Nevertheless, many electronic companies now offer "crypto" devices (
Price range: $250-$700)
Many automakers have been equipped with higher gear since 1987.
Price and"theft stereos.
"Most have window stickers that warn thieves that stereo will not work without the correct coding.
But there's a chance that a car thief might not be able to read English, or might think that the sticker is fake and break into your car.
If the scammer gets your coded radio, it's almost useless for him.
According to Graf's Obregon, there are ways to bypass the code and re-program the unit, but the process takes about $200, which is too expensive for most car thieves.
Peugeot is one of several automakers who are now using the "-theft radios.
"They can't call Peugeot, and they can't get the code number," said Murray Karpov, general manager of Peugeot dealers in North Hollywood.
"They locked the code in Peugeot's file and no one could get the code unless he was the owner of the car.
Retractable radio popular with consumers interested in theft-
The deterrent is a retractable radio with a handle (
Starting at $230)
This can be in and out on the dashboard.
When you leave the car, you can lock the unit in the trunk or take it with you.
However, if you leave a removable radio in the car and a thief steals it, you may not be compensated by the insurance company, because the device is not an installation device that is considered part of the car.
Check with your insurance company to see if your policy includes retractable stereo.
According to industry insiders, one drawback of this recoverable sound is that car thieves often think that the sound is stored in the car, both under the seat and in the trunk.
So they will break your window or pry open the suitcase with a crowbar. Lt.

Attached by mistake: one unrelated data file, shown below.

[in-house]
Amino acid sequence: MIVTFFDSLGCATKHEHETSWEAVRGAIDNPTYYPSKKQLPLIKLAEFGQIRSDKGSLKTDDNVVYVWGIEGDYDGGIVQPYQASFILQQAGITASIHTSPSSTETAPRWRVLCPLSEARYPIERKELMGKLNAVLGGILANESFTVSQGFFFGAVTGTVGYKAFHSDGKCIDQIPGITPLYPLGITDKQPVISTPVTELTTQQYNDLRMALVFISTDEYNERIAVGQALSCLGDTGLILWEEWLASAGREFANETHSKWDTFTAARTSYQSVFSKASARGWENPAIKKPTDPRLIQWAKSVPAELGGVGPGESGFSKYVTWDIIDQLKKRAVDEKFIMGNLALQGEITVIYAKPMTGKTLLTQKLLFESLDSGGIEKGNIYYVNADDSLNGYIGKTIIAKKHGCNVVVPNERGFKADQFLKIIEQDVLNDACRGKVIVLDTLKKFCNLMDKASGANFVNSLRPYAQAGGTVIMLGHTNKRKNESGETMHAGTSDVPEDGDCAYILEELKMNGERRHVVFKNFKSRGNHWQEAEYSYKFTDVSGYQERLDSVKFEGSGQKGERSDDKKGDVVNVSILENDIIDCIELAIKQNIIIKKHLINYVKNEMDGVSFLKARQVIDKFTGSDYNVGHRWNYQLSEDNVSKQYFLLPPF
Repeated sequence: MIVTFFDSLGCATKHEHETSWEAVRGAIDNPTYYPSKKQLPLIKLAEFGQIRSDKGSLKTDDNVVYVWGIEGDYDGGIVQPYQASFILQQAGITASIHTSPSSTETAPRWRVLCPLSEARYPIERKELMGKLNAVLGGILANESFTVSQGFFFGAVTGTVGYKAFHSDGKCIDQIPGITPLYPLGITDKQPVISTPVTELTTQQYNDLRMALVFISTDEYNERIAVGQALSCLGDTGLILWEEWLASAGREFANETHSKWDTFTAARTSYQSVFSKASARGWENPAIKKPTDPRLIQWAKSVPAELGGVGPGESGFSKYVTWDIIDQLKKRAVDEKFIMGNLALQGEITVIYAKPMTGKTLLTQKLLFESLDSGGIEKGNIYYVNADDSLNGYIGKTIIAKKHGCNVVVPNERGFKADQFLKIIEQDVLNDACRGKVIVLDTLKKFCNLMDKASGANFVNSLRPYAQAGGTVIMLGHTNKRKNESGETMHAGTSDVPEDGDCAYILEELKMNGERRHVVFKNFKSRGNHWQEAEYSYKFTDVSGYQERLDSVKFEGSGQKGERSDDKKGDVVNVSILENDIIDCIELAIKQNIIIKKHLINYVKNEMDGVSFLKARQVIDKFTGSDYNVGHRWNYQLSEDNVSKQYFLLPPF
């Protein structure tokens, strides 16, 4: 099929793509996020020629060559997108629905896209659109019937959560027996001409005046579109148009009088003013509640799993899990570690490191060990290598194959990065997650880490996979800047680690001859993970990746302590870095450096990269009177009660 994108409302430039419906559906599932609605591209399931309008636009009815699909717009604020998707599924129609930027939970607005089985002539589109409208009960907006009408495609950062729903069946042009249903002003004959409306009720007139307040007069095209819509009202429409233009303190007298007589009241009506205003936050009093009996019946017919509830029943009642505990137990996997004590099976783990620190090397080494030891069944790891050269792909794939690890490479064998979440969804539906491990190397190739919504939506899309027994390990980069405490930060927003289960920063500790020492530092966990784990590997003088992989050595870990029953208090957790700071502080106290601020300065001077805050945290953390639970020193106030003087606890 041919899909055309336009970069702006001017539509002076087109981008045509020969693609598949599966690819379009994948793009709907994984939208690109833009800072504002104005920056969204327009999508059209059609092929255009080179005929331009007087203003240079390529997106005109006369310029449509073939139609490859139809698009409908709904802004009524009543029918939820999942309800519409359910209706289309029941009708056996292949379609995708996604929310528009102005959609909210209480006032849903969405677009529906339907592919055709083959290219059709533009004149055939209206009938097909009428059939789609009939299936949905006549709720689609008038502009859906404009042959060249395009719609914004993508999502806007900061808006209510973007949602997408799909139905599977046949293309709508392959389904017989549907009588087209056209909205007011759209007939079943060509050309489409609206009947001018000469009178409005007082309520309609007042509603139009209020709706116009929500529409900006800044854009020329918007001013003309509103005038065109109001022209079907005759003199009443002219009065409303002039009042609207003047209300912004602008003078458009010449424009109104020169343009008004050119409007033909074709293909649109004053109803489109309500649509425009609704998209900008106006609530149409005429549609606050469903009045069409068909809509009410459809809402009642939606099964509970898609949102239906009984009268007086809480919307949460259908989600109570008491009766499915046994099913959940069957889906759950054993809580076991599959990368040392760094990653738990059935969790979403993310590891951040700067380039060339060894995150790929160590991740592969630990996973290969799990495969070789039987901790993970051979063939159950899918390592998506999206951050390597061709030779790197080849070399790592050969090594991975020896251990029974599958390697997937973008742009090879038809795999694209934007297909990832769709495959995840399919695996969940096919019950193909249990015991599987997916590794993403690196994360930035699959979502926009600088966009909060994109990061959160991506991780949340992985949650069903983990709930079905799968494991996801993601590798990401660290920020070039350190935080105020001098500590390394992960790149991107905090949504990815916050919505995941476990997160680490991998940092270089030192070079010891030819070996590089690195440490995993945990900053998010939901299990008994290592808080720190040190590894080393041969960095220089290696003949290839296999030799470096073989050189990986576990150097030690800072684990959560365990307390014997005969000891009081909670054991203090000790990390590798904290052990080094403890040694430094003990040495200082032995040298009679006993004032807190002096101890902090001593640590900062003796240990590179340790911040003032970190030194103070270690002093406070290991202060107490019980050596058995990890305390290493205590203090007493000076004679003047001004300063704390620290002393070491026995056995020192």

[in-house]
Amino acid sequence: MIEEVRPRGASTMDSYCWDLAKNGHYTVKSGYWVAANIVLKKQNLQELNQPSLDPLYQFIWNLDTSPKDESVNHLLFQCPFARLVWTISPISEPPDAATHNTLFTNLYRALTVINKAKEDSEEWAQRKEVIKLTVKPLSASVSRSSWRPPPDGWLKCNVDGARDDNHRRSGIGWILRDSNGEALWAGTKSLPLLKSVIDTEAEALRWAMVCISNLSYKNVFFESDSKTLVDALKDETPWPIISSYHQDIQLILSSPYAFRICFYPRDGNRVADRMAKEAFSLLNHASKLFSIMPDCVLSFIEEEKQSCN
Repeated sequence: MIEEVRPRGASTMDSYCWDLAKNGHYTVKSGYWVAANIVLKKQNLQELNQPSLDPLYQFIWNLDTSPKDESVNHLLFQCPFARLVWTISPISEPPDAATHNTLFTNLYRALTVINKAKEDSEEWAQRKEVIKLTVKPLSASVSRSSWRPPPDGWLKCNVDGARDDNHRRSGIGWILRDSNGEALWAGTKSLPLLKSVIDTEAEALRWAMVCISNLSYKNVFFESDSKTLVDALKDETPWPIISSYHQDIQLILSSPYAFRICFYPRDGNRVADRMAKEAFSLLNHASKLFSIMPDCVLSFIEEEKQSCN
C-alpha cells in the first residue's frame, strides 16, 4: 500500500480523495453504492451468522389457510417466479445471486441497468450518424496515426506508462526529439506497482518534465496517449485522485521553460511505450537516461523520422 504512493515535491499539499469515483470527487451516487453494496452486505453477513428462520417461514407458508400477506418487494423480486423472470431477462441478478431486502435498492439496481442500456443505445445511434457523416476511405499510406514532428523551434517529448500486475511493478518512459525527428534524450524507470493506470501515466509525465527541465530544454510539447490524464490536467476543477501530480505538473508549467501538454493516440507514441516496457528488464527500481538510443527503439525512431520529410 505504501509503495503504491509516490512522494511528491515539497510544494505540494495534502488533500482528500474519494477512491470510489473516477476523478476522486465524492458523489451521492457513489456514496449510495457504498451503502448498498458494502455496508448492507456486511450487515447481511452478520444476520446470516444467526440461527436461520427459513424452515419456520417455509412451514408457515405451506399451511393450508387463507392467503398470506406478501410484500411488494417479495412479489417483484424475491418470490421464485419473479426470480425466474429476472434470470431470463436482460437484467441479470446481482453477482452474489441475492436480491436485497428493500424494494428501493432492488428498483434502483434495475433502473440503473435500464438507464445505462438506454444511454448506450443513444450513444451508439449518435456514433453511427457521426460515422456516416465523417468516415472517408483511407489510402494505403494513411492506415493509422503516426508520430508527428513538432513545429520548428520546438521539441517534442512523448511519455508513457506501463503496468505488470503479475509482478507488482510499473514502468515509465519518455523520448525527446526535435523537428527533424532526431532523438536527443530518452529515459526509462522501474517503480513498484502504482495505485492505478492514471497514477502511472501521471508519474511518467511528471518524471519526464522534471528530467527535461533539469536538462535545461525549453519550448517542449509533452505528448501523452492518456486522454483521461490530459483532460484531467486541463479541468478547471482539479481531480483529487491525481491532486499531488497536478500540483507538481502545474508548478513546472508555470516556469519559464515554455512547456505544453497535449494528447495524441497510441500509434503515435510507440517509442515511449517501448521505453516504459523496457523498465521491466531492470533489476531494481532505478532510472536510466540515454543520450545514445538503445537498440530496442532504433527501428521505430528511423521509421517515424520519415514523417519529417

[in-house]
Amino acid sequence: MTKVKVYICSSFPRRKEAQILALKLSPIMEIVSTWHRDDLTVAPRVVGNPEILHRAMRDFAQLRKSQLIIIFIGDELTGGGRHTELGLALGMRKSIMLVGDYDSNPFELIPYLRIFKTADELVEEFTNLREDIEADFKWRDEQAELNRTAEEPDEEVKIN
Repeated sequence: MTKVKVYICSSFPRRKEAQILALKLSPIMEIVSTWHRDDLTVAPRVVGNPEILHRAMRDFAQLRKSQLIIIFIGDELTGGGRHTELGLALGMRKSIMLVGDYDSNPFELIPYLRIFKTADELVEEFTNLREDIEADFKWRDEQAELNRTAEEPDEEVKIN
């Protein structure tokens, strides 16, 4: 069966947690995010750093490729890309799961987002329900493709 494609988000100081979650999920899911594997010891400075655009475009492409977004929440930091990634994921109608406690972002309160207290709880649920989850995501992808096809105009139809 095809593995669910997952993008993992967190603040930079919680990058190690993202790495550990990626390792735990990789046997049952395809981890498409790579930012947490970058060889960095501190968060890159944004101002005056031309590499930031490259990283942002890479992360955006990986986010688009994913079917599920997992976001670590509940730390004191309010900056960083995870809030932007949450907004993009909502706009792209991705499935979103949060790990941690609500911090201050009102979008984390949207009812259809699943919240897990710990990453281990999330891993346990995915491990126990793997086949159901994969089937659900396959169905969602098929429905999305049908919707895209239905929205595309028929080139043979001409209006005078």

Greg Vasquez of the Los Angeles Police Department's bad squad-
This represents the theft of cars. -
It is recommended that drivers with retractable sound only use a little common sense when storing them in the trunk.
"If you're going to get off the bus, put the radio in the trunk and do it outside of where you're going to park," he suggested . ".
"You don't want the thief to stand there and watch you put the radio in the trunk.
Vasquez points out that you don't have to have expensive cars ---
Mercedes, BMW or Porsche-
The car or sound was stolen.
He said: "Modern cars are now the most stolen in Los Angeles . "
"They have a very good Panasonic radio and the scammers know that.
Vasquez feels anything against it.
The theft device is just a deterrent to the stolen car, but the best thing to do is to have a good audio alarm ---
This will protect your stereo and car-And a car cover.
Car alarm prices RangeCar alarms can range from $200 to $1,000 depending on how complex they are.
But you should be able to get a good audio alert with an installed ignition switch of $225 to $300 so the car doesn't heat up
The thief wired me.
If you would like to call your car to the police, call your insurance agent and ask if the company gives you a discount.
According to Tustin's Western Insurance Information Service, some insurance companies offer discounts to drivers with car alarms, about 15% if they offer discounts.
"Audio alerts can prevent them from stealing cars or in-car items and warning anyone nearby," Vasquez explained . ".
"The biggest and best deterrent is the car cover," said Andy Cohen, president of Beverly Hills auto parts . ".
"You can customize it --
One cotton piece with lock Cable for $110-$150.
You lock it and they can't see it in the car.
"Last year, Cohen offered his customers a carefully crafted device for $400, which plugged a stereo receiver into a dashboard behind a locked ordinary baffle, but he gave up selling it because it was too expensive and too complicated to install.